Excess has become a matter of degree in pop. Where Dion once represented the epitome of pop bombast, in the wake of a new generation of vocal showboaters who dominate the pop and R&B singles charts, at 40 she often as not came across as the poster girl for elegance and good taste.

Well, except maybe for her earnest but misguided stabs at James Brown’s “It’s a Man’s Man’s Man’s World” and Ike and Tina Turner’s “River Deep, Mountain High.” She can slip in a few R&B inflections, but a soul diva she’s not, and she completely missed conjuring the anguish of the former or the romantic desperation of the latter.

Even there, she at least was lending some credence to her tour’s title. That should be worth some reasonable chunk of the $2 million she likely grossed for the night.

--Randy Lewis

Photo: Lori Shepler / Los Angeles Times

Comments () | Archives (8)

We saw Celine last evening and can say its the single greatest performance we have every seen--bar none!

I saw Celine at the Honda Center on Saturday and have been to 10 of her shows. This tour, by far is the best! She just keeps getting better and better. She's worth the price of the ticket and more!!!!

Celine is an amazing live performer. There are very few singers who can actually deliver such songs, night after night. I like your honnest review and the fact that you mention that Celine doesn't oversing nearly as much as Mariah. The American medias seem to love to trash Celine but she at least doesn't need to show her undies to sell albums. Why do people love to make fun of Celine? Jealousy or what? Why can't the media make as much fun out of Madonna (who can't sing live) or Mariah who obviously has lost some of her voice power. Celine is just like wine! Getting better every year. Check out her new greatest hits album called My Love : Ultimate Essential Collection. There are some new and rare songs on it too!

I studied music and the signers are different and somertimes a bit strange compare to other musicians. Dion is no exception. She gets too personal and emotional and people get embarrassed. But. Now she controls herself better and says the right things on stage. I don't sweat as much when she talks.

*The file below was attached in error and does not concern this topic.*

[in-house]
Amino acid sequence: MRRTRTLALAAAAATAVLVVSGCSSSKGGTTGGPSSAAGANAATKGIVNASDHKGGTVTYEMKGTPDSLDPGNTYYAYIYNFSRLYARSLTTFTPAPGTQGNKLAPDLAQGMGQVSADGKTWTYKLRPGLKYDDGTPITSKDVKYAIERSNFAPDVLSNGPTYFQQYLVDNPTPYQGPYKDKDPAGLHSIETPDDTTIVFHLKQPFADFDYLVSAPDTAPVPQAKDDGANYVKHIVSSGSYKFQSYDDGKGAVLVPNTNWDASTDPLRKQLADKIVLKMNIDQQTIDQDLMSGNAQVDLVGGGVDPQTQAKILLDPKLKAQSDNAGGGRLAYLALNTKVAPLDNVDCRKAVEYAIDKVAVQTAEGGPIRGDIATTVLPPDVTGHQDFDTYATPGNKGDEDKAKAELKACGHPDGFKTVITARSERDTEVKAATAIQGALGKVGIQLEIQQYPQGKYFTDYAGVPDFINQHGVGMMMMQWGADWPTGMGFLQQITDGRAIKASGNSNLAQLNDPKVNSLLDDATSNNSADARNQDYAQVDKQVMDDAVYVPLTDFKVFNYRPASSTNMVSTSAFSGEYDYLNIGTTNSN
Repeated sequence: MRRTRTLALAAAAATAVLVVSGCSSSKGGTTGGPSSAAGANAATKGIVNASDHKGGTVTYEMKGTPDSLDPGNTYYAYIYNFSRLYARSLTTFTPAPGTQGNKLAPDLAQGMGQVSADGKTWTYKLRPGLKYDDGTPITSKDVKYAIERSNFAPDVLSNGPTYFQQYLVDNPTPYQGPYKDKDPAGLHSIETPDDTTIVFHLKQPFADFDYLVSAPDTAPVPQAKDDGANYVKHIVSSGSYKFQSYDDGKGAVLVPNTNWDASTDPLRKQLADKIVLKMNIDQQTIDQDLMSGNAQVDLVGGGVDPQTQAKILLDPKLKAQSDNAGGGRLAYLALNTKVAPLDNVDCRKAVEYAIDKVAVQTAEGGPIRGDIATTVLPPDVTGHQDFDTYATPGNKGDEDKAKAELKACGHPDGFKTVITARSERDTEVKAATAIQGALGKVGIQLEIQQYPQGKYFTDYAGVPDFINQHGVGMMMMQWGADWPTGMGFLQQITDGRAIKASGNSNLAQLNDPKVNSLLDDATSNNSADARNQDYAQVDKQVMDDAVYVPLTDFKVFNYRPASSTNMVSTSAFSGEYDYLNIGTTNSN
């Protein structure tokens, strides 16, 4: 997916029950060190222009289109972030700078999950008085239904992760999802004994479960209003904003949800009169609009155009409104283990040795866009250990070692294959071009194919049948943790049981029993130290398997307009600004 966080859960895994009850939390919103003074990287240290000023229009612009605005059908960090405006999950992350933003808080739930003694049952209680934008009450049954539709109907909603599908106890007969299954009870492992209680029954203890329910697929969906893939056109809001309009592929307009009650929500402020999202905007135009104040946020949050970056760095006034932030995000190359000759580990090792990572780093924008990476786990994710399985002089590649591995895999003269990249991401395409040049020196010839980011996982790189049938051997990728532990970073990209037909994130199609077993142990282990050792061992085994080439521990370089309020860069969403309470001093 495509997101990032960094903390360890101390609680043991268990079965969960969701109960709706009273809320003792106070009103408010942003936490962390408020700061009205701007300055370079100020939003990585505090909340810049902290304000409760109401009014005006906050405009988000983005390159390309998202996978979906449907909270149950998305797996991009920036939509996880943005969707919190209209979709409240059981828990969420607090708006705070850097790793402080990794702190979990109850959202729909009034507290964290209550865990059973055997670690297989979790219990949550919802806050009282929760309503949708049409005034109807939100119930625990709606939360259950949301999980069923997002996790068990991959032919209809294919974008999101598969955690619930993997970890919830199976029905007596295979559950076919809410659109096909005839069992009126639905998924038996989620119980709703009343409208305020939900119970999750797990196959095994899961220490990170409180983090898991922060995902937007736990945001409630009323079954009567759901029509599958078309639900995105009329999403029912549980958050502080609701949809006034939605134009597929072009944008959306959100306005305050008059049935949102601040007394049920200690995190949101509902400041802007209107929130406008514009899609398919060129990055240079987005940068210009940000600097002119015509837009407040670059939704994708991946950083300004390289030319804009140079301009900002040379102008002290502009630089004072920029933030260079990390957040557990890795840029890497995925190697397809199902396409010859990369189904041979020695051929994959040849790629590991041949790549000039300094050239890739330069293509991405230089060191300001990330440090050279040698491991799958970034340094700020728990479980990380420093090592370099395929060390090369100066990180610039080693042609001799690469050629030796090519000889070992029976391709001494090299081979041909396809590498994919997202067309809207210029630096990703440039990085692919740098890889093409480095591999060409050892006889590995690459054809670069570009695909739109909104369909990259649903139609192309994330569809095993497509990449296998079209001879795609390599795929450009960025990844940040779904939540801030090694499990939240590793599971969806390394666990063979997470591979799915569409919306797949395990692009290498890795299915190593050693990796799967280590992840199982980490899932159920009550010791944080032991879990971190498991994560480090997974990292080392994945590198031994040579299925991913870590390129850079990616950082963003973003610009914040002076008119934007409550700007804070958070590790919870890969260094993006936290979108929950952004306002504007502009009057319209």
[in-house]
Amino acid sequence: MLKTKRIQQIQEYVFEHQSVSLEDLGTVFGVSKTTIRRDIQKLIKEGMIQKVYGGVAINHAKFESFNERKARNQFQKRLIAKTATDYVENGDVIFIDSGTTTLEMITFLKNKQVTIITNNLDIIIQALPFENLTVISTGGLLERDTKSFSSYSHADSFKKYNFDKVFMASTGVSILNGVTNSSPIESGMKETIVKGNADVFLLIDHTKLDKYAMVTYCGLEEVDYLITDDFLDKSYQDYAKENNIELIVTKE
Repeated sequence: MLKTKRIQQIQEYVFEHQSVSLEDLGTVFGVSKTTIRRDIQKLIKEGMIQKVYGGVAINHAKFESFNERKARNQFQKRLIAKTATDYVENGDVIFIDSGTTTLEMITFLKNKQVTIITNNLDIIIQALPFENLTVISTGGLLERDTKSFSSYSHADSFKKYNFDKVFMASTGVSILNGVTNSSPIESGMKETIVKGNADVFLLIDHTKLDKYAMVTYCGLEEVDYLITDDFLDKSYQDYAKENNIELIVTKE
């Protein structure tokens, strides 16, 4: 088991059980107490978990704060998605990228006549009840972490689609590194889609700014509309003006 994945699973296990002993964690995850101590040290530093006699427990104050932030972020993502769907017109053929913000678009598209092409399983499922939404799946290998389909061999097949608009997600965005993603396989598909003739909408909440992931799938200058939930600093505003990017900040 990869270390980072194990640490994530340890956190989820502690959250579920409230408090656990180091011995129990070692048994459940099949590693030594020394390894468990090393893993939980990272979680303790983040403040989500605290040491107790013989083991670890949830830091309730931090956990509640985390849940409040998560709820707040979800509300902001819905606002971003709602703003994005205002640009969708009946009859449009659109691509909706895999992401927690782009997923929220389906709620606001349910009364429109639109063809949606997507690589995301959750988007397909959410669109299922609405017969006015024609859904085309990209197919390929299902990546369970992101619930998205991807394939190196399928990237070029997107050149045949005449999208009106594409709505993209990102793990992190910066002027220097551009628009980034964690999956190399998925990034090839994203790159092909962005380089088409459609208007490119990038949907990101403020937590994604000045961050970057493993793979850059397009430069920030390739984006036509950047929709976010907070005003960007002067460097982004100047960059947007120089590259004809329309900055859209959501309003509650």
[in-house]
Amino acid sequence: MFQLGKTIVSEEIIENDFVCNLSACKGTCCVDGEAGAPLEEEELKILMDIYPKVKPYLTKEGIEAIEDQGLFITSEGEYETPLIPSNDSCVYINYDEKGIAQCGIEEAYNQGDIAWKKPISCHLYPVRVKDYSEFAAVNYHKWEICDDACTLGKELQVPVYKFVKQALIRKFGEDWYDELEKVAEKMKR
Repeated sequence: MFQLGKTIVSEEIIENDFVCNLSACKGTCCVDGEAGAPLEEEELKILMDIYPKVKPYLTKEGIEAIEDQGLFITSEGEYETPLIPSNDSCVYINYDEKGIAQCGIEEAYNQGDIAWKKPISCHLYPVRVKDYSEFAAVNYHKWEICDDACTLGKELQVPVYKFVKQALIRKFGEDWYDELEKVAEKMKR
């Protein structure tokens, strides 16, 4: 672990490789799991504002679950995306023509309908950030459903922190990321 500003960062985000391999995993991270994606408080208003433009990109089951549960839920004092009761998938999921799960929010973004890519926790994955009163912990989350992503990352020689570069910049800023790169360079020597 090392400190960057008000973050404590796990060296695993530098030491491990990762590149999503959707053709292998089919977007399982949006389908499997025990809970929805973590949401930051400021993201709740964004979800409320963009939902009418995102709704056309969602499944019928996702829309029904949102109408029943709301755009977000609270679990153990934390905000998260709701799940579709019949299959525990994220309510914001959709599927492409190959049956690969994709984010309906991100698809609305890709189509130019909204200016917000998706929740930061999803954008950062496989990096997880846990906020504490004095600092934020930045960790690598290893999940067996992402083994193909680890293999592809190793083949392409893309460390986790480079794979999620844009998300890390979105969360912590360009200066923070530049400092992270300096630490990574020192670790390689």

Also. She sings in french and what she does is as great as in english in a smaller market. That's a lot of music.

Lately I saw a lot of live videos and everywhere she goes!....it's absolute nonsense.

It's true that she's not a soul woman even if River Deep Mountain High is ok. Aretha is the one and only, and I don't think Céline should sing It's a Man's World. She'll adjust.

But hey there s a lot of music aorund. Come again and try her french stuff. It's a complete and different story and worth the detour.

I never was a fan but, I have to admit, she works hard and gets better.
Kent Nagano (conductor of the Orchestre Symphonique de Monbtréal) said his interests were in high standard musicians whatever the kind of music they do, and that Céline was that kind of talent.

Hey scuse my french

happy Christmas


We were in the cheap seats ($85), and it was worth every penny! I've secretly admired Celine for years... it was a dream fulfilled to be there Tuesday night. Unexpectedly, tears came to my eyes for the first two songs of the show. I relaxed after that and enjoyed the ride.

Celine Dion is the best singer in the World.I have been to her concert at Staple December 2 2008.She is an amazing performer,with her powerful voice.And she is very nice person ,good mother,good daughter,good wife ,good sister,and makes me happy all the time,when i hear her voice.When she is singing, all positive energy come from her to (i believe )all her fans.Thank You Celine for You being with us.Your always fan Bella.

thank you Celine you're the best of the best, the best singer and performer in the whole world I have been to her concert last friday Dec 6, 2008, I flu from N.Y, to Glendale Arizona, Thank you Celine, this world without you, is incomplete.

thank you Celine you're the best of the best, the best singer and performer in the whole world I have been to her concert last friday Dec 6, 2008, I flu from N.Y, to Glendale Arizona, Thank you Celine, this world without you, is incomplete.